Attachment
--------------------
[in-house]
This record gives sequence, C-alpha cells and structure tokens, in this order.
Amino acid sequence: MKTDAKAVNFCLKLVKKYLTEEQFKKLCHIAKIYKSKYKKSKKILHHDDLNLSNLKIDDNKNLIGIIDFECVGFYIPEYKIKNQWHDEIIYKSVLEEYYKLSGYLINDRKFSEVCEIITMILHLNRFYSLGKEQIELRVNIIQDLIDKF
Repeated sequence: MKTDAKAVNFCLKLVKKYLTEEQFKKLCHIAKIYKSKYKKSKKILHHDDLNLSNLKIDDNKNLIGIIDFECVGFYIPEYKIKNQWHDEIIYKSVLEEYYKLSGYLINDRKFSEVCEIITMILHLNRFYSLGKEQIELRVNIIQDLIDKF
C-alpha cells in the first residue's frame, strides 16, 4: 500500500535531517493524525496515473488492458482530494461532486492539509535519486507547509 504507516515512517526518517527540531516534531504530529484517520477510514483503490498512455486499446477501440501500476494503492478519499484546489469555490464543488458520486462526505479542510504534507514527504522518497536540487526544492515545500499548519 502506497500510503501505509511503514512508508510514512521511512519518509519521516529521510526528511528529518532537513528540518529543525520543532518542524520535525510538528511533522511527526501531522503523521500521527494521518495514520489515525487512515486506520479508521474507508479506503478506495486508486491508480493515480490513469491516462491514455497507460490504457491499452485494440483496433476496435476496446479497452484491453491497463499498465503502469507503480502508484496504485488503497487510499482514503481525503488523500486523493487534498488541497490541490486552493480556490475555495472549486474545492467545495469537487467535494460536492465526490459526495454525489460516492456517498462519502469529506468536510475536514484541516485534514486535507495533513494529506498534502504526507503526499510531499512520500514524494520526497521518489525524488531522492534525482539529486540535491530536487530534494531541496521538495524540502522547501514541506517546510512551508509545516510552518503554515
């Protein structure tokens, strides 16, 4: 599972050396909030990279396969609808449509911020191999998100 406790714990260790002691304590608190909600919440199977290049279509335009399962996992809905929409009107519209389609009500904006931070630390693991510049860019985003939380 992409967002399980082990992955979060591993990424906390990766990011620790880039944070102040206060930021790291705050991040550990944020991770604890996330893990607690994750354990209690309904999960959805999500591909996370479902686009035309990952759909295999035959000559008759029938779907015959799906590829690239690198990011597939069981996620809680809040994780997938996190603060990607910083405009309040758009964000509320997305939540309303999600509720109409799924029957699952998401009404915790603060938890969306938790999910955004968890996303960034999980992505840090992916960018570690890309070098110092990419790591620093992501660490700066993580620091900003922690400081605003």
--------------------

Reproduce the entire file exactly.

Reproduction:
[in-house]
This record gives sequence, C-alpha cells and structure tokens, in this order.
Amino acid sequence: MKTDAKAVNFCLKLVKKYLTEEQFKKLCHIAKIYKSKYKKSKKILHHDDLNLSNLKIDDNKNLIGIIDFECVGFYIPEYKIKNQWHDEIIYKSVLEEYYKLSGYLINDRKFSEVCEIITMILHLNRFYSLGKEQIELRVNIIQDLIDKF
Repeated sequence: MKTDAKAVNFCLKLVKKYLTEEQFKKLCHIAKIYKSKYKKSKKILHHDDLNLSNLKIDDNKNLIGIIDFECVGFYIPEYKIKNQWHDEIIYKSVLEEYYKLSGYLINDRKFSEVCEIITMILHLNRFYSLGKEQIELRVNIIQDLIDKF
C-alpha cells in the first residue's frame, strides 16, 4: 500500500535531517493524525496515473488492458482530494461532486492539509535519486507547509 504507516515512517526518517527540531516534531504530529484517520477510514483503490498512455486499446477501440501500476494503492478519499484546489469555490464543488458520486462526505479542510504534507514527504522518497536540487526544492515545500499548519 502506497500510503501505509511503514512508508510514512521511512519518509519521516529521510526528511528529518532537513528540518529543525520543532518542524520535525510538528511533522511527526501531522503523521500521527494521518495514520489515525487512515486506520479508521474507508479506503478506495486508486491508480493515480490513469491516462491514455497507460490504457491499452485494440483496433476496435476496446479497452484491453491497463499498465503502469507503480502508484496504485488503497487510499482514503481525503488523500486523493487534498488541497490541490486552493480556490475555495472549486474545492467545495469537487467535494460536492465526490459526495454525489460516492456517498462519502469529506468536510475536514484541516485534514486535507495533513494529506498534502504526507503526499510531499512520500514524494520526497521518489525524488531522492534525482539529486540535491530536487530534494531541496521538495524540502522547501514541506517546510512551508509545516510552518503554515
């Protein structure tokens, strides 16, 4: 599972050396909030990279396969609808449509911020191999998100 406790714990260790002691304590608190909600919440199977290049279509335009399962996992809905929409009107519209389609009500904006931070630390693991510049860019985003939380 992409967002399980082990992955979060591993990424906390990766990011620790880039944070102040206060930021790291705050991040550990944020991770604890996330893990607690994750354990209690309904999960959805999500591909996370479902686009035309990952759909295999035959000559008759029938779907015959799906590829690239690198990011597939069981996620809680809040994780997938996190603060990607910083405009309040758009964000509320997305939540309303999600509720109409799924029957699952998401009404915790603060938890969306938790999910955004968890996303960034999980992505840090992916960018570690890309070098110092990419790591620093992501660490700066993580620091900003922690400081605003």